The team of Copenhagen-based Henning Larsen Architects and Cincinnati-based KZF Design have been selected by University of Cincinnati to design and construct the new $100 million Carl H. Lindner College of Business. The project will consist of 250,000 square foot of class rooms and facilities and will sit on the site of the current Russel C. Myers Alumni Center. The team was selected from a shortlist of three offices that also included London’s Foster+Partners and Bath, U.K.–based FCB Studios International. The process of picking international firms for the project is part of the University’s Signature Architecture Program, a campus planning program which has brought world renounced architects to the University of Cincinnati to design campus buildings for the past 15 years. Henning Larsen will join Frank Gehry, Michael Graves, Peter Eisenman, and Thom Mayne, among others, in having a project on the Uptown campus. KZF Design will act as the local architect of record on the project. The interdisciplinary firm provides architecture, engineering, interiors, and planning, throughout the United States, and has worked on the University of Cincinnati campus in the past. Previously KZF worked with Thom Mayne as part of the Signature Architecture Program on the UC Campus Recreation Center. Founded in 1959, Henning Larsen Architects is known for its civic and cultural work, including the crystalline Harpa Concert Hall and Conference Centre in Reykjavik, Iceland and the more recent Kolding Campus at the University of Southern Denmark. With work throughout Europe and the Middle East, this project will be Henning Larsen’s first major project in the United States. Drawing on the traditions of Scandinavian design, their work often focuses on the control of natural light and the making of central communal spaces.
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Over a quarter of the streetcar systems taking shape in the U.S. are in Midwest cities

According to the American Public Transportation Association, a public transit advocacy group, there are more than 90 cities in the United States that are actively considering implementing streetcar systems. Of those 90, over a quarter are in the Midwest. Though all in different stages of planning, development, and construction, a handful are well underway, with service beginning as early as 2016. Kansas City and Cincinnati are both in the process of live testing their newly manufactured cars, while Milwaukee debates expanding its current plans. Though hundreds of cities across the country once had streetcars, by the 1960s most had been dismantled with the rise of the private automobile and public bus systems. The current renaissance of streetcar construction is often attributed to cities interested in bolstering downtown transit options, and encouraging more ecologically sustainable modes of transportation. Downtown Kansas City, Missouri, may be the first of the new Midwest streetcar lines to open in early 2016. Dubbed the RideKC Streetcar, the light blue electric trolleys will services a 2.2-mile street along Main St. The system will have four cars running between 16 stops for 18 hours a day. Similarly to streetcars of the past, electricity will be drawn from overhead wires. Unlike past services, the new cars will be wi-fi enabled and free to ride. This first leg of construction is being positioned as a first step in a much larger plan to link the entire Kansas City region with multi-model integrated transit system. Detroit’s new streetcar system will be unique in that it was masterminded by a private non-profit organization. The M-1 Rail, to open by 2017, draws on the economic power of small and large businesses along its route, philanthropic institutions, and a close tie with city government to realize a complex funding and administrative system for the public-private venture. At one point the project was envisioned to expand to a 9 mile route, with more involvement from regional transit partnerships. After multiple feasibility studies it was found that, for economic reason, the 3.3 mile current route was more viable, with possibilities of expansion in the near future. The path to building streetcar systems is often far from smooth. With resistance from state and local governments, it took Cincinnati voters electing new city councilors and rejecting multiple anti-rail ballot initiatives to realize their new transit system. With discussions starting in earnest in 2007 and construction starting in 2012, it will be nine years in the coming when the system finally opens in September 2016. The 3.6 mile loop will service the Over the Rhine neighborhood and the downtown, highlighting the original intent of the system to encourage development in both districts. The Over the Rhine neighborhood, a member of the National Register of Historic Places, has been experiencing a renaissance in the last 10 years, after decades of struggles with crime and declining population. In the case of Milwaukee’s streetcar project, set to open in 2018, the resistance has not been coming from the government as much as from a small group of vocal opponents, who have taken issue with the $124 million project. Though, with a recent failure of a petition to stop further expansion of the already approved first leg of the system, the opposition seems to have dried up. The majority of the funding for the Milwaukee Streetcar is coming from U.S. Department of Transportation grants and Tax Incremental Financing (TIF) Districts. The city and the federal government are betting on the street car to relieve vehicle congestion and pollution while raising property values along the route. Anticipating the rail’s impact on downtown Milwaukee, a 44-story residential tower by local architects Rinka Chung is planned to begin construction in 2016. The base of the project will integrate a streetcar stop along with shopping and office programs. Though it may have been 50 years since many U.S. cities have had street cars, the next five years will see large moves to reverse that situation. Along with KC, Cincinnati, Milwaukee, Detroit, St. Louis, MO, and St.Paul, MN, are making moves to implement their own streetcar systems. With the rise of the suburbs and automobile travel often being blamed for the decline of the streetcar, it would seem that this new trend might be pointing towards yet another indicator of the tendencies of contemporary city dwellers. A greater environmental consciousness, neighborhood investment, and a shifted understanding of economic stability, define the values of a young population that streetcar systems across the Midwest, and the entire country, hope to leverage into success.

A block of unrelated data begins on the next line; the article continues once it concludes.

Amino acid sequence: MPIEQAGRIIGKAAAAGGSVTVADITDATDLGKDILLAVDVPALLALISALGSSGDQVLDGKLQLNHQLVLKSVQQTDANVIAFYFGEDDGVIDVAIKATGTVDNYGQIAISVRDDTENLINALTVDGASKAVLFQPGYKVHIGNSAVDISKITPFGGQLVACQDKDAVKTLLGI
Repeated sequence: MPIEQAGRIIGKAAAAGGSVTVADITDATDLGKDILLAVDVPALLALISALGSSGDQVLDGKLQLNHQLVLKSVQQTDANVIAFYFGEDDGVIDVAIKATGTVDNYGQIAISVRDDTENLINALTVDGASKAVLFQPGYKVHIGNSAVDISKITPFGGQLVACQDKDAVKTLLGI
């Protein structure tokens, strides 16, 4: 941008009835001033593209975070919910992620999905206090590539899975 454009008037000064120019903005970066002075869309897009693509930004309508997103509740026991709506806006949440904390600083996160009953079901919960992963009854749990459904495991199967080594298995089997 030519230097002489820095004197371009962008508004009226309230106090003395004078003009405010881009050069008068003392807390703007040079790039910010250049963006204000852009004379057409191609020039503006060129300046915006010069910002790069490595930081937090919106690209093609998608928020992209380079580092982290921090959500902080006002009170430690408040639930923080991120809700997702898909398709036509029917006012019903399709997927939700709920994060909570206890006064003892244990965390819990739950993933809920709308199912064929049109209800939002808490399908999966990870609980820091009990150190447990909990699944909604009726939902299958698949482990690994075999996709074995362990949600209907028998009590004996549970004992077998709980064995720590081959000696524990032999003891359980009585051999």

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Cincinnati Music Hall renovation to begin next year, for late 2017 reopening

After nearly a decade in the works, the renovation of Cincinnati's grand Music Hall has a construction timeline. The $129 million construction project crept along for years, the building languishing while preservationists sought to raise funds for its restoration—even as the fortunes of the surrounding neighborhood of Over-the-Rhine surged. Music Hall landed on the National Trust for Historic Preservation's list of endangered historic places just months prior to receiving a critical $25 million Ohio Historic Preservation Tax Credit last year. Now, officials say, the 1878 landmark will shut down in June for renovations and reopen to the public in fall 2017. The Music Hall Revitalization Company still needs $6 million by January to close a lingering budget gap for the project, but MHRC board chair Otto M. Budig tells the Cincinnati Enquirer that a new wave of donors has him “confident that we’re not only going to raise that last $6 million, but maybe a few million more for an endowment.” Architects on the project include Washington, D.C.–based Martinez + Johnson Architecture, and Perfido Weiskopf Wagstaff + Goettel of Pittsburgh. Cincinnati Center City Development Corporation (3CDC) is the lead developer.